I was recently reading books by the wonderful and prolific writer Eloise Greenfield (at least 45 children’s books published). Her book Night on Neighborhood Street (illustrated by Jan Spivey Gilchrest) changed the way I understood what children’s books can be. They don’t all have to have a “story”–problem encountered, attempts to solve, solution. This book was an accounting of evening in several homes on Neighborhood Street. We see kids dreaming, kids being tucked in, kids afraid, Tonya’s mother playing her trumpet for Tonya’s friends. I loved this book and it changed the way I write.
But her book that has most recently changed me is a picture book biography of Paul Robeson, the 20th century African American singer who was famous for his powerful bass voice. He was invited to sing all over the world. He was also an actor on stage in England and the U.S. as well as in movies. He was the son of an escaped slave and never forgot the injustices suffered by people of color in America. Eloise Greenfield writes: “After he sang, he talked. He talked about black freedom, good jobs for everyone, and peace. Audiences listened.”
He thought people of color were treated better in the U.S.S.R. than in the U.S. and “went to peace meetings held by communists.” He was blacklisted, could not find singing engagements. His football record could not be found in the records at Rutgers, where he was named All-American. He was restricted from traveling outside the United States. “Several times he sang at the line between the United States and Canada. He stood on a stage in the United States, on one side of the line. His audience sat in a park in Canada, on the other side of the line.” After 8 years of going to court, he was finally allowed to travel outside the United States.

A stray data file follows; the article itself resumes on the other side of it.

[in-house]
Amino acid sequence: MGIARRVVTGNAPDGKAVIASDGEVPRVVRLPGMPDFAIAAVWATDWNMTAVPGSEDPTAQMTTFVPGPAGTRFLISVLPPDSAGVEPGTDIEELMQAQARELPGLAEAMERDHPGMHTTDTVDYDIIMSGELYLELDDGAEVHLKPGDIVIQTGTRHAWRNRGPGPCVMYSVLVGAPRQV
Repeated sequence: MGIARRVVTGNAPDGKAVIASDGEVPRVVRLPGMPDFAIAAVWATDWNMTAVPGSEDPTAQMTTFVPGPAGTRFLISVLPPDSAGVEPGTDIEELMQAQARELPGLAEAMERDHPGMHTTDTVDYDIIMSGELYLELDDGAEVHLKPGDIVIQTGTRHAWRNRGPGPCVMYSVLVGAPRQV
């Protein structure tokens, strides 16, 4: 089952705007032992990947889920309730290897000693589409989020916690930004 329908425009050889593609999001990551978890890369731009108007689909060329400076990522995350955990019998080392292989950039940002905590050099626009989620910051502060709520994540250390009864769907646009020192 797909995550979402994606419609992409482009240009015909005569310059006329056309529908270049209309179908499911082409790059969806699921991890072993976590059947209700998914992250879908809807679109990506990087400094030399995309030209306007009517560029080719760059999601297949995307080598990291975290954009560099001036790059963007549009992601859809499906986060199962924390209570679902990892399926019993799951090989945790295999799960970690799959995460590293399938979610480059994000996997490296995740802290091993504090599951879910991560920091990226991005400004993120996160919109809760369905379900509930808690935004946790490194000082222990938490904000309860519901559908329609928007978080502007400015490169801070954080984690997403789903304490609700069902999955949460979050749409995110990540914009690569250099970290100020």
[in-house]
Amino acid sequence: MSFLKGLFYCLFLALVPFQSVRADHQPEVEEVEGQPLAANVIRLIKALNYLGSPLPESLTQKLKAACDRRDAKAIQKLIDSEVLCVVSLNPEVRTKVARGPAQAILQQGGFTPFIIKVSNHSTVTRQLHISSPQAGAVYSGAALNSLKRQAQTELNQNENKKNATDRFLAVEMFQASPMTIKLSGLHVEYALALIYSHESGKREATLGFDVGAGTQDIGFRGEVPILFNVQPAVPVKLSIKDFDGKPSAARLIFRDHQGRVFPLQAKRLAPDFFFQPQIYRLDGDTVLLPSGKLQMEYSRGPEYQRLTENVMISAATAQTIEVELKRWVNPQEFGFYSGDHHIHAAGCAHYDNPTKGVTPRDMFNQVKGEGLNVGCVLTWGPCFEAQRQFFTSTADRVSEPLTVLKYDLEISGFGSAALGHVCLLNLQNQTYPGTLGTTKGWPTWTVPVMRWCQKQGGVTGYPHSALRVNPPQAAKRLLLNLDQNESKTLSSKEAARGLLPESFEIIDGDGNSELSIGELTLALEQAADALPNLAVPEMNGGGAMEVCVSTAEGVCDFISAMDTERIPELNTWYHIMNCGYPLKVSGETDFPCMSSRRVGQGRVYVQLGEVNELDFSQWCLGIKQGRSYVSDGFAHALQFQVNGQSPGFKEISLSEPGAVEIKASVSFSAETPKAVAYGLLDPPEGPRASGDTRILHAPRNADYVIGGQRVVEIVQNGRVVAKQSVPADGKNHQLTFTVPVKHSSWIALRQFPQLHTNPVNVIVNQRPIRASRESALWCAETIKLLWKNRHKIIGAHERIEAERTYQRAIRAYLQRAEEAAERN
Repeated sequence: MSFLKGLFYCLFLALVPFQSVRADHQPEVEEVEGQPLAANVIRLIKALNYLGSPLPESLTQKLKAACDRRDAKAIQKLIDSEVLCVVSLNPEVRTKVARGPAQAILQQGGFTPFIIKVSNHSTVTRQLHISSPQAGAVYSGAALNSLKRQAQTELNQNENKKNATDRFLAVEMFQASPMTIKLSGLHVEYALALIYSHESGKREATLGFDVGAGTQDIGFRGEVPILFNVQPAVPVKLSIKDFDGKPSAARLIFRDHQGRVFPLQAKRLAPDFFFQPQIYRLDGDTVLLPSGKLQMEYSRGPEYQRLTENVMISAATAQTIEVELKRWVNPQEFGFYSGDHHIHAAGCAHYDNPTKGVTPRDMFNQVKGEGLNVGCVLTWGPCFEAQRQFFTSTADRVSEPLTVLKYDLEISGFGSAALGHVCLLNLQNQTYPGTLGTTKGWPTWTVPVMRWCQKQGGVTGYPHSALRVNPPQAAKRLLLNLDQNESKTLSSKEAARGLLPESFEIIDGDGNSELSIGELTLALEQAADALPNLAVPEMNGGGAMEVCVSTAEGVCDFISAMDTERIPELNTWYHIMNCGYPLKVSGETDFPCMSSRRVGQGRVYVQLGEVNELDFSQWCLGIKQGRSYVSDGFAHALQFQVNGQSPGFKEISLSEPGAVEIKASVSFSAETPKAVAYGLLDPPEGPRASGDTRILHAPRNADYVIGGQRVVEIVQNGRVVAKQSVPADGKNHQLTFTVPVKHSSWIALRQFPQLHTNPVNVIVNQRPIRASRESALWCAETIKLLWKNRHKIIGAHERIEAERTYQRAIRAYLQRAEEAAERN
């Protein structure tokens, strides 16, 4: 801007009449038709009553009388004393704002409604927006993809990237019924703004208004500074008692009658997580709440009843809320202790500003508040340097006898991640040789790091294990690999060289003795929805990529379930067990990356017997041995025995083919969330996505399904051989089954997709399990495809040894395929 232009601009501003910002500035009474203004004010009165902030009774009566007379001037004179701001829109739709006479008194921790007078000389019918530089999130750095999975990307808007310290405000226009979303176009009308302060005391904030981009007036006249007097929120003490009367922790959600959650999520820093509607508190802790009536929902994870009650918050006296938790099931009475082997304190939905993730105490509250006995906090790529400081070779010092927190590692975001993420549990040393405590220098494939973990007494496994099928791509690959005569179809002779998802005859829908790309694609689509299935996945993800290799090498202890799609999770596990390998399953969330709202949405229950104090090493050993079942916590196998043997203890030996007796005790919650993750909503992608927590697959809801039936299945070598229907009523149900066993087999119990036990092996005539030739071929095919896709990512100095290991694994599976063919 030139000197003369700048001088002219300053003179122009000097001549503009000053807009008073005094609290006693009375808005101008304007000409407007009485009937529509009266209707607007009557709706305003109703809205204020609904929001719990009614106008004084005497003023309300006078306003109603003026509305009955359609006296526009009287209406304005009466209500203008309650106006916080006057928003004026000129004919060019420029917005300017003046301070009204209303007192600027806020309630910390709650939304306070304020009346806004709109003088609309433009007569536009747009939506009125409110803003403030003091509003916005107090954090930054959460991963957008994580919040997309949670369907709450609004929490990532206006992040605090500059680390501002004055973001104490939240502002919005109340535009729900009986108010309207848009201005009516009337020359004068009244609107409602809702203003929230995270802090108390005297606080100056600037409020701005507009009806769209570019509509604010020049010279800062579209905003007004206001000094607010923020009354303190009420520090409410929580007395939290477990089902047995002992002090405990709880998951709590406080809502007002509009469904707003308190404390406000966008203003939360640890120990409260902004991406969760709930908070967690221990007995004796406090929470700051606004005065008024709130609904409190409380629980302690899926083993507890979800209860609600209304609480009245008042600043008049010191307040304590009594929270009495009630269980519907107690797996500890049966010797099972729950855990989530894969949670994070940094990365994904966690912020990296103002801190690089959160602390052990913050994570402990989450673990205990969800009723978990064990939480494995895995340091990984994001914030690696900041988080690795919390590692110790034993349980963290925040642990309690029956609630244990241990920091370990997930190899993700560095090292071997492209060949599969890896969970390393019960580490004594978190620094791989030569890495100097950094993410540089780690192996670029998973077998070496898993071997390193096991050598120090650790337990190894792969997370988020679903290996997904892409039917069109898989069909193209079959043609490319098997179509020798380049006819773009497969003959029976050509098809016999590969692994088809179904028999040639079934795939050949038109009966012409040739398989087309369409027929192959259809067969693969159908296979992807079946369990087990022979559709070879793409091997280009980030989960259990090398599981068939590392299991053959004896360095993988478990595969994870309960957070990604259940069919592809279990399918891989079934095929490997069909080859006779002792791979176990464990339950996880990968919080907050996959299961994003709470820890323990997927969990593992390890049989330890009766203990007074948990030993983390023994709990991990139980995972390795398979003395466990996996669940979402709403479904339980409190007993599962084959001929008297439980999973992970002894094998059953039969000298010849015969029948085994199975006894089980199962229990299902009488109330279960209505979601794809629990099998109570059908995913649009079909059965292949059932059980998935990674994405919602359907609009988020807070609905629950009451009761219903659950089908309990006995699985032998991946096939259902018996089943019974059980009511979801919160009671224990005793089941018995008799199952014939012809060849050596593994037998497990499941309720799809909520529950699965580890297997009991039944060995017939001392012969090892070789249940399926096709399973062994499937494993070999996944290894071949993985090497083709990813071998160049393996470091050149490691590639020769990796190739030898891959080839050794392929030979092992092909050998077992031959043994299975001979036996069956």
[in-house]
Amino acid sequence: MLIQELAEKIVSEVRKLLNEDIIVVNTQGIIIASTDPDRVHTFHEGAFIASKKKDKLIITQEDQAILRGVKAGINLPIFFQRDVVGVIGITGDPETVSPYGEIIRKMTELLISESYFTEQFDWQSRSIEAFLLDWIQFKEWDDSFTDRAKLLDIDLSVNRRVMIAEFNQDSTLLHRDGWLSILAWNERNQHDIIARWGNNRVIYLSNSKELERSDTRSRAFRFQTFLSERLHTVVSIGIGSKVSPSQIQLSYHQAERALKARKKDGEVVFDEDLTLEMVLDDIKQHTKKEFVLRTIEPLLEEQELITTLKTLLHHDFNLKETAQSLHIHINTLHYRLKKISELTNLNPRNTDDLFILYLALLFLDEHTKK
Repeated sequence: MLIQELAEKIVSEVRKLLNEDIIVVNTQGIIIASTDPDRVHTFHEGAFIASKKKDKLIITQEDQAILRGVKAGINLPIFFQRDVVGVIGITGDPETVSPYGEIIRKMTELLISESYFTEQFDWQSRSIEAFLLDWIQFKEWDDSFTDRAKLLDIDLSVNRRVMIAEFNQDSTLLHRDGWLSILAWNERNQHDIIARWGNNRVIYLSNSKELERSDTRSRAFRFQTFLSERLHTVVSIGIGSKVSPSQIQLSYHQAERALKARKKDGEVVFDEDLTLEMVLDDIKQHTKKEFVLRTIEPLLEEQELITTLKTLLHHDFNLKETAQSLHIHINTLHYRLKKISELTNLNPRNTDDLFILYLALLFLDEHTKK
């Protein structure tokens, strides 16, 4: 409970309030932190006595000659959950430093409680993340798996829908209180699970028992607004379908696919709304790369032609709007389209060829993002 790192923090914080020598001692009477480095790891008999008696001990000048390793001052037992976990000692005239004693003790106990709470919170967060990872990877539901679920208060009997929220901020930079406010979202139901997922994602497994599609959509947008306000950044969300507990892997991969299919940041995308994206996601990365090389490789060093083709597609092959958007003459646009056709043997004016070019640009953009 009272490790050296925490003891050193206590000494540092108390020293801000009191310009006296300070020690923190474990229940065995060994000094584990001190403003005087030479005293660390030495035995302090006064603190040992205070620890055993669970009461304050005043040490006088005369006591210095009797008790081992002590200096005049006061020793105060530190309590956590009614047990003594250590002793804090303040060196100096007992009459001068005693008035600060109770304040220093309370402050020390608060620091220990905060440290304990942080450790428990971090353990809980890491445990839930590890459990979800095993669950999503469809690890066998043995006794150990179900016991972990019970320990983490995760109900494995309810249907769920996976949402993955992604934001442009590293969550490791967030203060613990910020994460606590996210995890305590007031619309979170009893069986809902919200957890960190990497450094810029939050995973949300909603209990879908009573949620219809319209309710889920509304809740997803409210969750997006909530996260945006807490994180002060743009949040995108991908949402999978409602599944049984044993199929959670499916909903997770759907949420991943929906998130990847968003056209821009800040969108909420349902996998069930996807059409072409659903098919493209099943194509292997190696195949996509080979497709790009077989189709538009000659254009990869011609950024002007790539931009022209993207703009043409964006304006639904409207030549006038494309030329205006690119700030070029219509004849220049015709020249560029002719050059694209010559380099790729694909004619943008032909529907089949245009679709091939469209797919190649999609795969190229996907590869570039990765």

After reading this book, I listened to Paul Robeson sing:
I watched a documentary, “Scandalize My Name Stories from the Blacklist.” And I plan to read his book Here I Stand. Greenfield has added an important person to my list of great Americans.
Through this one picture book I was introduced to a man, a giant of our twentieth century, a man whose example of courage in standing up to anti-Communist hysteria inspires me decades later. Greenfield’s biography was published in 1975 and is still in print. Seems like a seed waiting to grow in the mind of a reader. That’s what books do, whether they are brand new or 45 years old.